The original place names are given as Welbourn, Willingmore and Nanby. I have taken a quick look at the map and I think that Thomas was writing down the names of the places from a person who was talking to him. I can just imagine a local peasant of the time calling Wellingore, Willingmore and another slack jawed local pronouncing Navenby as Na’nby. As always, look for the orange arrow:
Here is St Chad’s Church in Welbourn, which survived the tornado more or less intact:
Here is the road near Welbourn:
That road takes you to Willingmore AKA Wellingore. Here is All Saints Church on a nice day and then on a Meteorological Office Severe Weather Tornado Risk Warning Day:
If Na’nby was Navenby, then this is St Peter’s church:
The “next town”, and I am merely guessing here, may have been Boothby Graffoe, which has its own ruined castle:
….and a church which over the course of the last 350 years seems to have recovered from what must have been, judging by Thomas’ account, a very bad hair day:
Here is a slightly better overview of the area to refresh your memory. All of my three best guess place names of Welbourn, Willingmore, and Navenby are in a nice, more or less straight line, as the tornado flies. It would be possible to argue that, if the fourth location is a genuine town sized town, then it might be Waddington, or even (less likely perhaps), the county capital of Lincoln. Boothby Graffoe, though, is a lovely village name. Perhaps not as striking as Norton Disney, but cute nevertheless.
Just take a look at this second map, showing clearly the path of the tornado through the three villages. I rest my case, as they say:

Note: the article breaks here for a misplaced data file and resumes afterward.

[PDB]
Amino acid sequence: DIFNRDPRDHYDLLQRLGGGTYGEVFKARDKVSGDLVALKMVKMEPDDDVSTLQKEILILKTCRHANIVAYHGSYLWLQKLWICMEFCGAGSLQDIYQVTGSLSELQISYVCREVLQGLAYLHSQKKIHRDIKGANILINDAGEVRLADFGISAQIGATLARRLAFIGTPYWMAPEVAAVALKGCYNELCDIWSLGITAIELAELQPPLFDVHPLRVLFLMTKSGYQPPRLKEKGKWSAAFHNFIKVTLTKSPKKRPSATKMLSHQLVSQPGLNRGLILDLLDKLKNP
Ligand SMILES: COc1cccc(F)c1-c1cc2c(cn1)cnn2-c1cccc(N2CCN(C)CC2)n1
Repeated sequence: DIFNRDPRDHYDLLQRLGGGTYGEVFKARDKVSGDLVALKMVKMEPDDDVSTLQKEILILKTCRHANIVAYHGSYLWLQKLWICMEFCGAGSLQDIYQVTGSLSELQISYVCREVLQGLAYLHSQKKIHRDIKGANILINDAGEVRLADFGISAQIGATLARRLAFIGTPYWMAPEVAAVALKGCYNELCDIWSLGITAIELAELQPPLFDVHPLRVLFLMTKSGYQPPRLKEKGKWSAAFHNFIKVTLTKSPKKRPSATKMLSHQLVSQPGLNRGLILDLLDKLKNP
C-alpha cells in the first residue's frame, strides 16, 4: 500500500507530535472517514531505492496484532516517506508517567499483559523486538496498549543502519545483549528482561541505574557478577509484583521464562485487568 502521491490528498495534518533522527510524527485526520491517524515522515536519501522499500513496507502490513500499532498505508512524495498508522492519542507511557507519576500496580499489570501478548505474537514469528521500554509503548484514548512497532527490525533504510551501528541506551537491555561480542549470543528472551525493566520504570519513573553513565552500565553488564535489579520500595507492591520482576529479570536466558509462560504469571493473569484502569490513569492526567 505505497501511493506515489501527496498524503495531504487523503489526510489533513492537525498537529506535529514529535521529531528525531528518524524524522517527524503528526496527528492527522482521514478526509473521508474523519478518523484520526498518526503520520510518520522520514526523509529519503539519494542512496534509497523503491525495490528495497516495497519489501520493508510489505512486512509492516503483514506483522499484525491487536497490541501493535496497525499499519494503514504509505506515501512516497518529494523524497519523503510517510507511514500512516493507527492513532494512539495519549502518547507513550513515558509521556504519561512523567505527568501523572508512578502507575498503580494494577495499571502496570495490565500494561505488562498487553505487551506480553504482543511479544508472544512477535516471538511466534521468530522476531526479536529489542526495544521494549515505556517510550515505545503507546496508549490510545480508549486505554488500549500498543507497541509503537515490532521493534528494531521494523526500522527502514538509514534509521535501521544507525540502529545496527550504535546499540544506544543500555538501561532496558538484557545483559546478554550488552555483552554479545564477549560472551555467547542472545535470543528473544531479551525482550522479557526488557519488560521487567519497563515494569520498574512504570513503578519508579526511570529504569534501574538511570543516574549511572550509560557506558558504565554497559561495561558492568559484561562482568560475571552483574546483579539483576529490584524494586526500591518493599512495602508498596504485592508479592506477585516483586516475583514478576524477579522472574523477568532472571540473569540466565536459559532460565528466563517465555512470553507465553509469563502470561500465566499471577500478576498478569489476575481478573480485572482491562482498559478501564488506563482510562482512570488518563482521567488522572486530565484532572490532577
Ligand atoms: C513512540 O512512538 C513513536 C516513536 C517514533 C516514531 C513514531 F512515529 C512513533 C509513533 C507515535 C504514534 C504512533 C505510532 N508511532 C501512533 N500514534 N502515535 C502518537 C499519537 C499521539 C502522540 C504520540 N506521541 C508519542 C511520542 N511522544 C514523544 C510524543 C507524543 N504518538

From my point of view, of course, the most interesting detail is the fact that:
“On Nottingham Forest, it broke down and tore up at least 1,000 trees.”
I have already written about the Forest Recreation Ground in Nottingham in a blogpost about a highwayman being executed on the gallows near St Andrew’s Church. Here is a map:
How do I know that this is the same place as Nottingham Forest? I know because of what used to be situated on Forest Road East, to the south of the green area marked “Forest Recreation Ground”. Here is an old, and no doubt, valuable oil painting of them. These are clearly what Richard was talking about when he mentioned that the whirlwind “overthrew many windmills”:
Enormous damage was occasioned in Nottingham:
“On Nottingham Forest, it broke down and tore up at least 1,000 trees, overthrew many windmills, overturned boats on the River Trent. In a village of fifty houses, it left only seven standing.”
In my opinion, this was because the tornado came from the south west, travelled, broadly speaking, to the north east, and was therefore much stronger in Nottingham than it was in Lincolnshire. This weather event may even be the reason that the Forest Recreation Ground was initially created. Having so many trees cut down together in what was then a heavily wooded part of Sherwood Forest itself, may have been the first step towards the vast open space that we all enjoy today. This map shows the general north easterly path of the tornado. The orange arrow points towards the Lincolnshire Three:
It is always difficult to prove a negative, but this map shows why mention of the tornado came only from Nottingham and the three small villages in Lincolnshire. Even now, 350 years later, there are comparatively few people living between the two localities to tell the story. And equally, there would have been, centuries ago, virtually nobody to tell it to.
Could somebody in England have recognised a tornado in 1666? Well, yes, he could, if he described the storm he saw as “attended with a strange noise”, as well as being “in a channel, not a great breadth”, “about 60 yards broad” and, most convincing of all, “It moved in a circle and looked like fire.” And don’t forget, it is always very difficult for a human being to describe something which is not within his terms of reference or his own personal experience.
Just compare those three hundred and fifty year old descriptions with this:
And watch out for Dorothy and Toto: